UBC Theses and Dissertations
On the dynamics of HIV and malaria infection : insights from mathematical models Konrad, Bernhard Paul
We develop and apply mathematical models to obtain insights into the dynamics of HIV and malaria infection. We consider three case studies. 1. The duration of the time between exposure and detectability of HIV infection is difficult to estimate because precise dates of exposure are rarely known. Therefore, the reliability of clinical HIV testing during the first few weeks of infections is unknown, creating anxiety among HIV-exposed individuals and their physicians. We address this knowledge gap by fitting stochastic models of early HIV infection to detailed viral load time-courses, taken shortly after exposure, from 78 plasma donors. Since every plasma donor in our data eventually becomes infected, we condition our model to reflect this bias before fitting to the data. Our model prediction for the mean eclipse period is 8-10 days. We further quantify the reliability of a negative test t days after potential exposure to inform physicians about the value of initial and follow-up testing. 2. The recently launched Get Checked Online (GCO) program aims at increasing the HIV testing rate in the Vancouver men who have sex with men population by facilitating test taking and result delivery. We develop mathematical models and extract parameter values from surveys and interviews to quantify GCO's population-level impact. Our models predict that the epidemic is growing overall, that its severeness is increased by the presence of a high-risk group and that, even at modest effectiveness, GCO might avert 34-66 new infections in the next five years. 3. Metarhizium anisopliae is a naturally occurring fungal pathogen of mosquitoes that has been engineered to act against malaria by effectively blocking onward transmission from the mosquito vector. We develop and analyse two mathematical models to examine the efficacy of this fungal pathogen. We find that, in many plausible scenarios, the best effects are achieved with a reduced or minimal pathogen virulence, even if the likelihood of resistance to the fungus is negligible. The results depend on the interplay between two main effects: the ability of the fungus to reduce the mosquito population, and the ability of fungus-infected mosquitoes to compete for resources with non-fungus-infected mosquitoes.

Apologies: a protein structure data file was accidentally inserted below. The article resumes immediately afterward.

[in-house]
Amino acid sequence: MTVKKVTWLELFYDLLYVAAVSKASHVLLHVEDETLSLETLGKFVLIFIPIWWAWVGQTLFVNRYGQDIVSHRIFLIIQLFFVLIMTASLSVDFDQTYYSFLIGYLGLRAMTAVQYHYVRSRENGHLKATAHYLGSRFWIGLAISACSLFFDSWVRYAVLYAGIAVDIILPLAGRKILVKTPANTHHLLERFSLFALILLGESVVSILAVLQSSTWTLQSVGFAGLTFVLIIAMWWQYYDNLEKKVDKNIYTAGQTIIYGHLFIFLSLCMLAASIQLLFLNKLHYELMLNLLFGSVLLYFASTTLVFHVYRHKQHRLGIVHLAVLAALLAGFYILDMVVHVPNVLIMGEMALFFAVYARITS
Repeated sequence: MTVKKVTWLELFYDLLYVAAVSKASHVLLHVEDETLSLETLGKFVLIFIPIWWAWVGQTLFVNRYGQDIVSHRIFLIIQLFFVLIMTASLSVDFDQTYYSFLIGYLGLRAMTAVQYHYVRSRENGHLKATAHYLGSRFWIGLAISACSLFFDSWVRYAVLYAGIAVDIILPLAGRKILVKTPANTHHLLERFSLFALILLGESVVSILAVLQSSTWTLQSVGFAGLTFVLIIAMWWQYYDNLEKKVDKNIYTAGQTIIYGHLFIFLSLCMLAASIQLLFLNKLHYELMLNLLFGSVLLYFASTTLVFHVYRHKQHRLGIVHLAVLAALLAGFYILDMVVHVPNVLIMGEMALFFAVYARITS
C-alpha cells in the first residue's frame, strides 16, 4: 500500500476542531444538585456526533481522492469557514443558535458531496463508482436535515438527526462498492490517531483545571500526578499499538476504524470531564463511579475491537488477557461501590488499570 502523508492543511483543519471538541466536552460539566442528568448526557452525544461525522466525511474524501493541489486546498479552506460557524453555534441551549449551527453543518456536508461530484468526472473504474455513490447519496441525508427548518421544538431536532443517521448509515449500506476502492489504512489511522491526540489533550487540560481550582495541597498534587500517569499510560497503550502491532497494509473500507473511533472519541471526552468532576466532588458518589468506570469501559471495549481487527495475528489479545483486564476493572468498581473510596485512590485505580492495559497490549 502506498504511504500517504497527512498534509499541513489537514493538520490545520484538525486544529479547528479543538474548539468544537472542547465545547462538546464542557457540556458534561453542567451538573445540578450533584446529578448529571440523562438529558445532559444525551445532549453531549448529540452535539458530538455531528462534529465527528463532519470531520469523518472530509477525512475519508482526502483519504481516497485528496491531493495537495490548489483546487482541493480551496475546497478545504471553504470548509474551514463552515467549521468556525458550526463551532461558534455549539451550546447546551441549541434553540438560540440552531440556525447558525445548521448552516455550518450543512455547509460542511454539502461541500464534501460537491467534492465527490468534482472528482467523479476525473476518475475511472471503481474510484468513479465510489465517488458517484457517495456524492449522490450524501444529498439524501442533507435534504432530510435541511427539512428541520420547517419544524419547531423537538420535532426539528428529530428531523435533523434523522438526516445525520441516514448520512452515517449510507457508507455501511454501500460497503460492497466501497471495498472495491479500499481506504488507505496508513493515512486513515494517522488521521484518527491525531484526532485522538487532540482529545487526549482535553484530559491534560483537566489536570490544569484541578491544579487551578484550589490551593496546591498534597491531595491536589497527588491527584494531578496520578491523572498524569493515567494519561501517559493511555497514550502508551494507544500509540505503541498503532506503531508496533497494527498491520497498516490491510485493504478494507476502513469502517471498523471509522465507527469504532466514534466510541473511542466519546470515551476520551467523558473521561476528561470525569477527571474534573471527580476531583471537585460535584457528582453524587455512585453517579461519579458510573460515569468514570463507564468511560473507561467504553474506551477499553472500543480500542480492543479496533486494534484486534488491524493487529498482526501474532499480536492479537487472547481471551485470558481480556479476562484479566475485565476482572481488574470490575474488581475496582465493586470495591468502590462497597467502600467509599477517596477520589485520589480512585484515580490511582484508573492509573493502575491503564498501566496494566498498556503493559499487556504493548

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Attribution-NonCommercial-NoDerivs 2.5 Canada